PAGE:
{{featured_button_text}}

Health Savings Accounts, or HSAs, came into the employee benefits landscape in 2004 and by the end of 2018, HSAs covered almost 30% of employees. It has grown in use as an option to address rising premiums for employers and employees.

According to the Kaiser Foundation, employee premiums have risen 51% over the past 10 years. Annual deductibles reflect 50% of the worker’s out of pocket spending, up from 26% in 2008. As the national conversation continues to swirl around health care options, it is a good time to gain an operational understanding of HSAs and to know the pros and cons.

In this two-part series, we will do an overview of how HSAs work, along with the pros and cons from an employee’s perspective. Let’s get stared.

Overview of an HSA

An HSA is like a personal savings account, but it can only be used for health care expenses.

To be eligible, you must be enrolled in a high deductible health plan. High yearly deductibles are over $1300 for an individual and $2,600 for a family. (They often are higher than this with each employer determining the individual HSA plan they will purchase through an insurance carrier.)

The employer can deposit funds toward the high deductible HSA. The average amount an employer deposited into their employee’s HSA for 2018 was $900; however, each employer may decide to contribute any amount of the higher deductible or no amount. The high deductible plan is usually selected as a way to reduce the premium increase from the insurance plan — both to the employer for their share and the employee for their share of the monthly premium.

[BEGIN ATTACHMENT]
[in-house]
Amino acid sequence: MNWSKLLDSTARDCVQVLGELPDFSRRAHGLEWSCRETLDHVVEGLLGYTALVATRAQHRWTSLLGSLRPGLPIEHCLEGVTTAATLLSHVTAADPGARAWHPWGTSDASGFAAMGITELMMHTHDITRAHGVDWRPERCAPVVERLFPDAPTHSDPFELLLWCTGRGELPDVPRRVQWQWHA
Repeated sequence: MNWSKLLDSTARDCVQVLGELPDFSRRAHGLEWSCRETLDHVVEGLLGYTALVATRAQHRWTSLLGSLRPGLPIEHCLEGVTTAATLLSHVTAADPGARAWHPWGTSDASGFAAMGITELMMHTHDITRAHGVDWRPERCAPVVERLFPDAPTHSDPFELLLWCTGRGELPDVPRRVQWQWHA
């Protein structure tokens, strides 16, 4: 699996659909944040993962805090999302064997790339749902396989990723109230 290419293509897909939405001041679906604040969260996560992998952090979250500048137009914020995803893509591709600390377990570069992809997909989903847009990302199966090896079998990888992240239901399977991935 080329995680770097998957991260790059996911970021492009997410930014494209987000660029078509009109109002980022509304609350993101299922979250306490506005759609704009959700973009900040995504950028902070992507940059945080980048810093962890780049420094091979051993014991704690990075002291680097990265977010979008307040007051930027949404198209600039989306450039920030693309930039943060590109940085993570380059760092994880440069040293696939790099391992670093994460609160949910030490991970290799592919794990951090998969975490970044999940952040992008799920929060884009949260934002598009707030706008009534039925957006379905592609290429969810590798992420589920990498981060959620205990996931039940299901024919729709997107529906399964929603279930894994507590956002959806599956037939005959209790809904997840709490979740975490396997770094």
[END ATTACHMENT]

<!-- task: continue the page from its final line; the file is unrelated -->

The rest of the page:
The employee can deposit funds into their HSA up to $3,500 for individuals and $7,000 for families. (The amount changes yearly.) A bank is used to set up the HSA and it is used like a credit card, with an HSA card issued once funds are deposited. Contributions generally aren’t subject to federal income tax and the earnings in the account grow tax-free. Any funds deposited and not used this year can be rolled over at year end. The HSA can be used for dental, optical or medical care to cover out-of-pocket expenses.

Next article: what are the risks with an HSA?

New community outreach boot camp

The Patient Financial Navigator Foundation is thrilled to announce a second boot camp program beginning in 2020! It is all about our veterans!

The first 2020 Veterans Health Insurance Benefit Options – Turning 65 Boot Camp will be 6 to 8:30 p.m. Tuesday, March 10 in the College of Southern Idaho Fine Arts Center. There will be seven speakers. All ages are welcome at the free event.

We will be adding this dynamic health care boot camp to our existing camp:

The first 2020 Medicare 101, Social Security Benefits and Assistance for Seniors Boot Camp will be 8 a.m. to 12:30 p.m. Saturday, Feb. 29 at the CSI Fine Arts Center.

Ten local health care experts will share their expertise with the community for free. All ages welcome.

All class material will be posted on PFNFinc.com prior to each boot camp.

Hope to see you there!

Get local news delivered to your inbox!

* I understand and agree that registration on or use of this site constitutes agreement to its user agreement and privacy policy.

Day Egusquiza is the president and founder of the Patient Financial Navigator Foundation Inc. All historic articles and training material are available on the foundation’s webpage: PFNFinc.com. The foundation is an Idaho-based, family foundation formed in 2017. Call 208-423-9036 for more information. Do you have a topic for Health Care Buzz? Send it to daylee1@mindspring.com.

0
0
0
0
0

Load comments